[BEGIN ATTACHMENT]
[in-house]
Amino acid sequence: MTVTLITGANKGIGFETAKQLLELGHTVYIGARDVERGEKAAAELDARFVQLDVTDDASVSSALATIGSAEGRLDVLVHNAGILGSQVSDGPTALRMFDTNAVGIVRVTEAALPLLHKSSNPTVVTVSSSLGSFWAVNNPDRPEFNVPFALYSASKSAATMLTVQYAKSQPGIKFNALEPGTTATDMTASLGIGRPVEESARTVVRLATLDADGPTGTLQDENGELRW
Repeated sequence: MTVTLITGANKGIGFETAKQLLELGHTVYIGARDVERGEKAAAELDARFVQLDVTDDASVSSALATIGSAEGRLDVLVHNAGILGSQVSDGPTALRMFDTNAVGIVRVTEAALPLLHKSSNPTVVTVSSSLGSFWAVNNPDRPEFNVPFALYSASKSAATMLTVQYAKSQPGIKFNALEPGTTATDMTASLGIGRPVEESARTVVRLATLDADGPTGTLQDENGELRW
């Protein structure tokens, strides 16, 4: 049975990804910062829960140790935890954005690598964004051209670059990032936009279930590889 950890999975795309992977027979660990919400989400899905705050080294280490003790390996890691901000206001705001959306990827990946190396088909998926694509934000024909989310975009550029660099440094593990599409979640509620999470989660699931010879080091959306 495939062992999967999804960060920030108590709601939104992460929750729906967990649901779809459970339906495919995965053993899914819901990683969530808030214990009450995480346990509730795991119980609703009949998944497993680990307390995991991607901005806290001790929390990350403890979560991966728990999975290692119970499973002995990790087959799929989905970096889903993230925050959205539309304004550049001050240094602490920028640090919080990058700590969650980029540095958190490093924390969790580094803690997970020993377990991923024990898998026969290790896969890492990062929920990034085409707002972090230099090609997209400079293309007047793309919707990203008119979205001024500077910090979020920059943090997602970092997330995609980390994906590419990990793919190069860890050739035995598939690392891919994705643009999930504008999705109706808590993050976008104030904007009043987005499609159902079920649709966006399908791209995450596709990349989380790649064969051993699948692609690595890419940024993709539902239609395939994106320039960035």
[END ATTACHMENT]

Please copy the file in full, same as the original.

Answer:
[in-house]
Amino acid sequence: MTVTLITGANKGIGFETAKQLLELGHTVYIGARDVERGEKAAAELDARFVQLDVTDDASVSSALATIGSAEGRLDVLVHNAGILGSQVSDGPTALRMFDTNAVGIVRVTEAALPLLHKSSNPTVVTVSSSLGSFWAVNNPDRPEFNVPFALYSASKSAATMLTVQYAKSQPGIKFNALEPGTTATDMTASLGIGRPVEESARTVVRLATLDADGPTGTLQDENGELRW
Repeated sequence: MTVTLITGANKGIGFETAKQLLELGHTVYIGARDVERGEKAAAELDARFVQLDVTDDASVSSALATIGSAEGRLDVLVHNAGILGSQVSDGPTALRMFDTNAVGIVRVTEAALPLLHKSSNPTVVTVSSSLGSFWAVNNPDRPEFNVPFALYSASKSAATMLTVQYAKSQPGIKFNALEPGTTATDMTASLGIGRPVEESARTVVRLATLDADGPTGTLQDENGELRW
């Protein structure tokens, strides 16, 4: 049975990804910062829960140790935890954005690598964004051209670059990032936009279930590889 950890999975795309992977027979660990919400989400899905705050080294280490003790390996890691901000206001705001959306990827990946190396088909998926694509934000024909989310975009550029660099440094593990599409979640509620999470989660699931010879080091959306 495939062992999967999804960060920030108590709601939104992460929750729906967990649901779809459970339906495919995965053993899914819901990683969530808030214990009450995480346990509730795991119980609703009949998944497993680990307390995991991607901005806290001790929390990350403890979560991966728990999975290692119970499973002995990790087959799929989905970096889903993230925050959205539309304004550049001050240094602490920028640090919080990058700590969650980029540095958190490093924390969790580094803690997970020993377990991923024990898998026969290790896969890492990062929920990034085409707002972090230099090609997209400079293309007047793309919707990203008119979205001024500077910090979020920059943090997602970092997330995609980390994906590419990990793919190069860890050739035995598939690392891919994705643009999930504008999705109706808590993050976008104030904007009043987005499609159902079920649709966006399908791209995450596709990349989380790649064969051993699948692609690595890419940024993709539902239609395939994106320039960035």